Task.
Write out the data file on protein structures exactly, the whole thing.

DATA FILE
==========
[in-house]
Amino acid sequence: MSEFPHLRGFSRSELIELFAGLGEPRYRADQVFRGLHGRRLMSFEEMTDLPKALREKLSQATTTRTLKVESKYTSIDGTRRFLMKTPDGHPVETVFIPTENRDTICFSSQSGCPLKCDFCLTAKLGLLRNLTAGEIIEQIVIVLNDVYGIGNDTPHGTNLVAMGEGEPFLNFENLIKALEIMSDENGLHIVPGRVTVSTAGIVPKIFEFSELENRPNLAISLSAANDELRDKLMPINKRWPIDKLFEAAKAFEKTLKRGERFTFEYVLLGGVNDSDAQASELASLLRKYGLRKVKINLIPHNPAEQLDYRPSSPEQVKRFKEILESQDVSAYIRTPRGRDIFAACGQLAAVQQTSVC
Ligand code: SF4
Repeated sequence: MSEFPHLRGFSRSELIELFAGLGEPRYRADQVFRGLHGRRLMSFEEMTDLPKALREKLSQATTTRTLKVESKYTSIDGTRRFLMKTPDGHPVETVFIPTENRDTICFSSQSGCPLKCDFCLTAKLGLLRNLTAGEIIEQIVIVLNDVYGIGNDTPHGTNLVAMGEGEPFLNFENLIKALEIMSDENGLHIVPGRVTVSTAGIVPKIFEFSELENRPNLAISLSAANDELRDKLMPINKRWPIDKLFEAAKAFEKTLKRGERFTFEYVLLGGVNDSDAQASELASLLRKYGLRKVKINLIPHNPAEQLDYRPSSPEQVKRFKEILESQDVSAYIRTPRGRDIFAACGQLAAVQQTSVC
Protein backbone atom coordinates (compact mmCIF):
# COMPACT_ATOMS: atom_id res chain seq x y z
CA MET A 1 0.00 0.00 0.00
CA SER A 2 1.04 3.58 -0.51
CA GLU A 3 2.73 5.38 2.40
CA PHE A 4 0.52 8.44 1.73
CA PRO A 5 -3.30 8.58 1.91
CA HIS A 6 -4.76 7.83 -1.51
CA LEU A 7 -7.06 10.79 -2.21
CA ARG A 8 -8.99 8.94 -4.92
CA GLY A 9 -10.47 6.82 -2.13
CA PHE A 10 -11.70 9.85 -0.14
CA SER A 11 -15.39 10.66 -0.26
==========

[in-house]
Amino acid sequence: MSEFPHLRGFSRSELIELFAGLGEPRYRADQVFRGLHGRRLMSFEEMTDLPKALREKLSQATTTRTLKVESKYTSIDGTRRFLMKTPDGHPVETVFIPTENRDTICFSSQSGCPLKCDFCLTAKLGLLRNLTAGEIIEQIVIVLNDVYGIGNDTPHGTNLVAMGEGEPFLNFENLIKALEIMSDENGLHIVPGRVTVSTAGIVPKIFEFSELENRPNLAISLSAANDELRDKLMPINKRWPIDKLFEAAKAFEKTLKRGERFTFEYVLLGGVNDSDAQASELASLLRKYGLRKVKINLIPHNPAEQLDYRPSSPEQVKRFKEILESQDVSAYIRTPRGRDIFAACGQLAAVQQTSVC
Ligand code: SF4
Repeated sequence: MSEFPHLRGFSRSELIELFAGLGEPRYRADQVFRGLHGRRLMSFEEMTDLPKALREKLSQATTTRTLKVESKYTSIDGTRRFLMKTPDGHPVETVFIPTENRDTICFSSQSGCPLKCDFCLTAKLGLLRNLTAGEIIEQIVIVLNDVYGIGNDTPHGTNLVAMGEGEPFLNFENLIKALEIMSDENGLHIVPGRVTVSTAGIVPKIFEFSELENRPNLAISLSAANDELRDKLMPINKRWPIDKLFEAAKAFEKTLKRGERFTFEYVLLGGVNDSDAQASELASLLRKYGLRKVKINLIPHNPAEQLDYRPSSPEQVKRFKEILESQDVSAYIRTPRGRDIFAACGQLAAVQQTSVC
Protein backbone atom coordinates (compact mmCIF):
# COMPACT_ATOMS: atom_id res chain seq x y z
CA MET A 1 0.00 0.00 0.00
CA SER A 2 1.04 3.58 -0.51
CA GLU A 3 2.73 5.38 2.40
CA PHE A 4 0.52 8.44 1.73
CA PRO A 5 -3.30 8.58 1.91
CA HIS A 6 -4.76 7.83 -1.51
CA LEU A 7 -7.06 10.79 -2.21
CA ARG A 8 -8.99 8.94 -4.92
CA GLY A 9 -10.47 6.82 -2.13
CA PHE A 10 -11.70 9.85 -0.14
CA SER A 11 -15.39 10.66 -0.26